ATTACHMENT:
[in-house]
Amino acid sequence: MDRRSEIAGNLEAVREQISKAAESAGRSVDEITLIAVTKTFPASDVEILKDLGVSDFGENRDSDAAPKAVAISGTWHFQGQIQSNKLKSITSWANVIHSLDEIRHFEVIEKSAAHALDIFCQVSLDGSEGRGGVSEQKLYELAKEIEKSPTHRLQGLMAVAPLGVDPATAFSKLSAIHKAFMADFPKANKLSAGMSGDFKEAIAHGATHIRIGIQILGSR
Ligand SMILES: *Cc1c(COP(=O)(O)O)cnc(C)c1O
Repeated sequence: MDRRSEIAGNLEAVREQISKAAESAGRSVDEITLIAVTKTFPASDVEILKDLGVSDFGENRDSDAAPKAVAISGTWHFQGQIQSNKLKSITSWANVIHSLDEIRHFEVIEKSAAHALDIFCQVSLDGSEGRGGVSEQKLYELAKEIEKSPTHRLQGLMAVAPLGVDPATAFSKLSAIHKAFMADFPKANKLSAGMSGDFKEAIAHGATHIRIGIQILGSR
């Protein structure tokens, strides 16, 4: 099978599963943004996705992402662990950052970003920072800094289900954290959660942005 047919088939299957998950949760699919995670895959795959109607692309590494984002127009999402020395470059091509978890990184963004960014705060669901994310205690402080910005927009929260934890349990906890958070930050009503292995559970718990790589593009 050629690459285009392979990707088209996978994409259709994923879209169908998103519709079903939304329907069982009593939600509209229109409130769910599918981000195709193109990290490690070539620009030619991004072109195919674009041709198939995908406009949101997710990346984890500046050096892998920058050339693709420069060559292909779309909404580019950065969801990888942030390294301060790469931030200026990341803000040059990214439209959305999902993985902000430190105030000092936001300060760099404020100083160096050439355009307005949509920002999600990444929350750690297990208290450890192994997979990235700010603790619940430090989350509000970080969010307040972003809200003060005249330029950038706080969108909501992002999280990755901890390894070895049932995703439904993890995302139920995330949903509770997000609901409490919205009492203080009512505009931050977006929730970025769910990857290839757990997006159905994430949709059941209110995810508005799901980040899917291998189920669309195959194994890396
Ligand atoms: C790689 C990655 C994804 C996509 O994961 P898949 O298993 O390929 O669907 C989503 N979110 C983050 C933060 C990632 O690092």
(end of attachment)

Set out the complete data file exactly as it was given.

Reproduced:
[in-house]
Amino acid sequence: MDRRSEIAGNLEAVREQISKAAESAGRSVDEITLIAVTKTFPASDVEILKDLGVSDFGENRDSDAAPKAVAISGTWHFQGQIQSNKLKSITSWANVIHSLDEIRHFEVIEKSAAHALDIFCQVSLDGSEGRGGVSEQKLYELAKEIEKSPTHRLQGLMAVAPLGVDPATAFSKLSAIHKAFMADFPKANKLSAGMSGDFKEAIAHGATHIRIGIQILGSR
Ligand SMILES: *Cc1c(COP(=O)(O)O)cnc(C)c1O
Repeated sequence: MDRRSEIAGNLEAVREQISKAAESAGRSVDEITLIAVTKTFPASDVEILKDLGVSDFGENRDSDAAPKAVAISGTWHFQGQIQSNKLKSITSWANVIHSLDEIRHFEVIEKSAAHALDIFCQVSLDGSEGRGGVSEQKLYELAKEIEKSPTHRLQGLMAVAPLGVDPATAFSKLSAIHKAFMADFPKANKLSAGMSGDFKEAIAHGATHIRIGIQILGSR
């Protein structure tokens, strides 16, 4: 099978599963943004996705992402662990950052970003920072800094289900954290959660942005 047919088939299957998950949760699919995670895959795959109607692309590494984002127009999402020395470059091509978890990184963004960014705060669901994310205690402080910005927009929260934890349990906890958070930050009503292995559970718990790589593009 050629690459285009392979990707088209996978994409259709994923879209169908998103519709079903939304329907069982009593939600509209229109409130769910599918981000195709193109990290490690070539620009030619991004072109195919674009041709198939995908406009949101997710990346984890500046050096892998920058050339693709420069060559292909779309909404580019950065969801990888942030390294301060790469931030200026990341803000040059990214439209959305999902993985902000430190105030000092936001300060760099404020100083160096050439355009307005949509920002999600990444929350750690297990208290450890192994997979990235700010603790619940430090989350509000970080969010307040972003809200003060005249330029950038706080969108909501992002999280990755901890390894070895049932995703439904993890995302139920995330949903509770997000609901409490919205009492203080009512505009931050977006929730970025769910990857290839757990997006159905994430949709059941209110995810508005799901980040899917291998189920669309195959194994890396
Ligand atoms: C790689 C990655 C994804 C996509 O994961 P898949 O298993 O390929 O669907 C989503 N979110 C983050 C933060 C990632 O690092």